As one way to foster a dialogue about teaching and learning between undergraduate students and the teaching community, the TRC has established an ongoing series entitled Undergraduate Student Focus Group on Teaching and Learning. Each month we invite a cross-section of about ten undergraduates to meet at the TRC to discuss various aspects of teaching and learning.
"Acing the Exam
The second group of the fall convened to consider how students prepare for tests and exams. Participants related suggestions for both professors and students to ensure mastery of material. With regard to what teachers can do to get students to review material more regularly, our group suggested that instructors assign one-page reaction papers for readings to give them direction in considering the material in depth. For science, math, and engineering courses, these students proposed assigning problem sets that represent the types of questions found on tests. They also suggested more frequent testing. Rather than giving only a mid-term and a final exam, they would prefer two or three tests throughout the semester. This requires them to review more regularly and decreases anxiety over grades, as no one test would weight too heavily.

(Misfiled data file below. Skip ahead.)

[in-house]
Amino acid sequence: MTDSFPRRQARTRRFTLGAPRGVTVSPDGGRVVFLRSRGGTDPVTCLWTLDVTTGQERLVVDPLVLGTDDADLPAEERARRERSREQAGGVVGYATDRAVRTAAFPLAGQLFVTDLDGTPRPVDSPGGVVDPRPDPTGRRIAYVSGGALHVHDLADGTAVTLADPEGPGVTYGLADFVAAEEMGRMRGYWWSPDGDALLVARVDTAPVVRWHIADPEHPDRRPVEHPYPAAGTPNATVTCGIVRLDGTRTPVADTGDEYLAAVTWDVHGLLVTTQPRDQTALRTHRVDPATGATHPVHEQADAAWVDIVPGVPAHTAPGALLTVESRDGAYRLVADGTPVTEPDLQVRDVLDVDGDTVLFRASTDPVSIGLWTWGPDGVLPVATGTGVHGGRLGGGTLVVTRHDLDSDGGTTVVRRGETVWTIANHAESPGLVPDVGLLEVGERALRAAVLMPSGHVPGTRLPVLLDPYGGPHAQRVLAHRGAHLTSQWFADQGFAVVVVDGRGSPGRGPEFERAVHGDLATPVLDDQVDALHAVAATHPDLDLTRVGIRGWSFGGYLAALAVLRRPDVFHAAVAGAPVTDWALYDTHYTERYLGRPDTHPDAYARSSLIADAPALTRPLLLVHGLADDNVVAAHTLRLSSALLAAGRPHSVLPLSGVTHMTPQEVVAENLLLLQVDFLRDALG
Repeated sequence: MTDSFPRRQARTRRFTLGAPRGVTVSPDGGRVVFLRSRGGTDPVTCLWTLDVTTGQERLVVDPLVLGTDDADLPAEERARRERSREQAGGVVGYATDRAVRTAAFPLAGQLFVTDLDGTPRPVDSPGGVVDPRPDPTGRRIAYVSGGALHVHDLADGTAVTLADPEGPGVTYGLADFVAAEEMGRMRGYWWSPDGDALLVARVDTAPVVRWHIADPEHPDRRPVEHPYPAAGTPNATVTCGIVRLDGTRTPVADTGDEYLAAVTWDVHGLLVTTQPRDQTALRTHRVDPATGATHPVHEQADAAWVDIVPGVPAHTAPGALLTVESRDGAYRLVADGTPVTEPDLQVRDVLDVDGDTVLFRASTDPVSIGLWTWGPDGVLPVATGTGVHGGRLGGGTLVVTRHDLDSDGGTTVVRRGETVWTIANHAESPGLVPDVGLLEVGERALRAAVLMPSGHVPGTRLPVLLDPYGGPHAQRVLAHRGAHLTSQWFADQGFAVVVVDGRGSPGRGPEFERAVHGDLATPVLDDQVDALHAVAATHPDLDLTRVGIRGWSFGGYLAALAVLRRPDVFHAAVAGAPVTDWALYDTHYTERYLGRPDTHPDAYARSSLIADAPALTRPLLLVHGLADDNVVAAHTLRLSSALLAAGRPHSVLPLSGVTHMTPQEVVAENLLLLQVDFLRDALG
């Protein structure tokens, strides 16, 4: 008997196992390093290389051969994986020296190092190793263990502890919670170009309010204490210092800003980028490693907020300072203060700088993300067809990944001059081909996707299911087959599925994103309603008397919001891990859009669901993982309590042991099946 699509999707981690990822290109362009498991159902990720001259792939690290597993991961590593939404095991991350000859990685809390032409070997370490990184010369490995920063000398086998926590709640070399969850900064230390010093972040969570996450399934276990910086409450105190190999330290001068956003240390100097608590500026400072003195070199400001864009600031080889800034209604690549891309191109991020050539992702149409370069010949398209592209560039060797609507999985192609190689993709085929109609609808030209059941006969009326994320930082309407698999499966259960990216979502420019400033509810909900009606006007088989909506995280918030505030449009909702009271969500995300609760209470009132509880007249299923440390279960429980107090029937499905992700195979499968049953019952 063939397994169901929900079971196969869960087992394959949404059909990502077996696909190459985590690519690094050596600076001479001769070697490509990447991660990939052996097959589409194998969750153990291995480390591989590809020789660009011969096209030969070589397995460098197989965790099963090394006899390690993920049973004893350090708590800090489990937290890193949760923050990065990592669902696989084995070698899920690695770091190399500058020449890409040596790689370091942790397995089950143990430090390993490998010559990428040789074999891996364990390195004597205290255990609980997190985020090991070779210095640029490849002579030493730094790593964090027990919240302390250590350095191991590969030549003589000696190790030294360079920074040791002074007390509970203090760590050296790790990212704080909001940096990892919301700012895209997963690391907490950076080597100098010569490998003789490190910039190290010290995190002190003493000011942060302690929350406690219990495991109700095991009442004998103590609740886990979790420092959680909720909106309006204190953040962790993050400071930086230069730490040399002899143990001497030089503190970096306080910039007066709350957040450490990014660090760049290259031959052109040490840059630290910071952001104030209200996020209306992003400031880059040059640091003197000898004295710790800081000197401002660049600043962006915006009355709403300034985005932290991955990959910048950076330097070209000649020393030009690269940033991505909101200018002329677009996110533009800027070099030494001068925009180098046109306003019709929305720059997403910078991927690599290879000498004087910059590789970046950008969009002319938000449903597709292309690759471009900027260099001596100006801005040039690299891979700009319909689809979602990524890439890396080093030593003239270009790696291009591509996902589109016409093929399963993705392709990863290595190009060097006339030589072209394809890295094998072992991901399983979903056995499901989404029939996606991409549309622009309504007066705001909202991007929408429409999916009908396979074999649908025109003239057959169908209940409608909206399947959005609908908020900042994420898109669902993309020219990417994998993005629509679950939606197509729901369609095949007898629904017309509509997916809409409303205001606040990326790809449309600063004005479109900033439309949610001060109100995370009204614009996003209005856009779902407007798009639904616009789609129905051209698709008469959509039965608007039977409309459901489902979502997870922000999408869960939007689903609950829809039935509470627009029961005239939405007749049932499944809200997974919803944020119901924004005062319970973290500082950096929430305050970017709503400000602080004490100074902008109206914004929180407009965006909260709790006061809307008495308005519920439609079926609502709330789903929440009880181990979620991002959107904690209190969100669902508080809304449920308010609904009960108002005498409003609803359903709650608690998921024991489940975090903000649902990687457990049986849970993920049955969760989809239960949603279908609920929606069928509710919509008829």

Our participants agreed that having access to old tests helps them anticipate the difficulty level and style of the questions. Consequently they can review more effectively. Additionally, non-ambiguous questions on tests help students give more direct answers and eliminate time spent trying to figure out what the question really asks.
This group noted that students appreciate review sessions that combine formal review by the instructor with a question-and-answer period. The presence of the professor at the session helps clarify difficult questions or issues related to the course. Students suggested that the professor and TAs collaborate and agree upon material to include on both the review sheet and the test to ensure that the session will actually help them prepare the exam. They do not suggest teaching to the test; rather, they would like direction in planning their study strategies. The best time to hold review sessions is two nights prior to the exam, in order to give the students ample time to reconsider the material on their own and ask further questions.
Students see benefits and drawbacks to studying in groups. The early preparation required of groups helps them study more efficiently, and they realize the benefits of having the hands-on experience of explaining material to each other and getting other angles on the material. Problems arise if any group members slack off and wait for others to spoon feed them material or if the group goes off on tangents.
participants basic recommendations to the teaching and learning
community are to allow them the opportunity to practice using the material
through working problems, provide ample opportunity for questions, and
ask them frequently to apply the material. Our student population, as
represented in this discussion, demonstrates a great willingness to
learn, and they appreciate opportunities to show what they have mastered.